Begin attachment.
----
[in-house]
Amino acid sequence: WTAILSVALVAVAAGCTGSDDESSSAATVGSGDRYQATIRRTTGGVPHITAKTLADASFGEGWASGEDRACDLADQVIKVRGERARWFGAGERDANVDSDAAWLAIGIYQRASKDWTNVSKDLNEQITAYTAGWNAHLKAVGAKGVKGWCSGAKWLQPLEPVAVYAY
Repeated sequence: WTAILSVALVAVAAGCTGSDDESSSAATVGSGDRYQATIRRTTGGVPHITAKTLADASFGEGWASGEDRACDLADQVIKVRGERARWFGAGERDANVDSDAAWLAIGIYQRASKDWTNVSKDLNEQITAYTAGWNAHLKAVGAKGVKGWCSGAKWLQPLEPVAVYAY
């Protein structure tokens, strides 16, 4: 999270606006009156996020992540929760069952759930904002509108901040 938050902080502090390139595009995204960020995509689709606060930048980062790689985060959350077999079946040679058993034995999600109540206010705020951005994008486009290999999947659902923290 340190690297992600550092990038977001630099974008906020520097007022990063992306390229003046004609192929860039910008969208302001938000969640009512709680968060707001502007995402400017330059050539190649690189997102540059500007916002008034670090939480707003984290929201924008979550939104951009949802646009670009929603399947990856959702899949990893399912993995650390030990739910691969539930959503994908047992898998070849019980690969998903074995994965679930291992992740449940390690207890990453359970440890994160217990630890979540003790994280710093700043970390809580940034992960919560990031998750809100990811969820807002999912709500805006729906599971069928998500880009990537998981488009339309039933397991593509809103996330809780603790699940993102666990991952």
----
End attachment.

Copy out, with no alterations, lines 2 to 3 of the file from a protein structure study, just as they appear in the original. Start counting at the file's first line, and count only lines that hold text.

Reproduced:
Amino acid sequence: WTAILSVALVAVAAGCTGSDDESSSAATVGSGDRYQATIRRTTGGVPHITAKTLADASFGEGWASGEDRACDLADQVIKVRGERARWFGAGERDANVDSDAAWLAIGIYQRASKDWTNVSKDLNEQITAYTAGWNAHLKAVGAKGVKGWCSGAKWLQPLEPVAVYAY
Repeated sequence: WTAILSVALVAVAAGCTGSDDESSSAATVGSGDRYQATIRRTTGGVPHITAKTLADASFGEGWASGEDRACDLADQVIKVRGERARWFGAGERDANVDSDAAWLAIGIYQRASKDWTNVSKDLNEQITAYTAGWNAHLKAVGAKGVKGWCSGAKWLQPLEPVAVYAY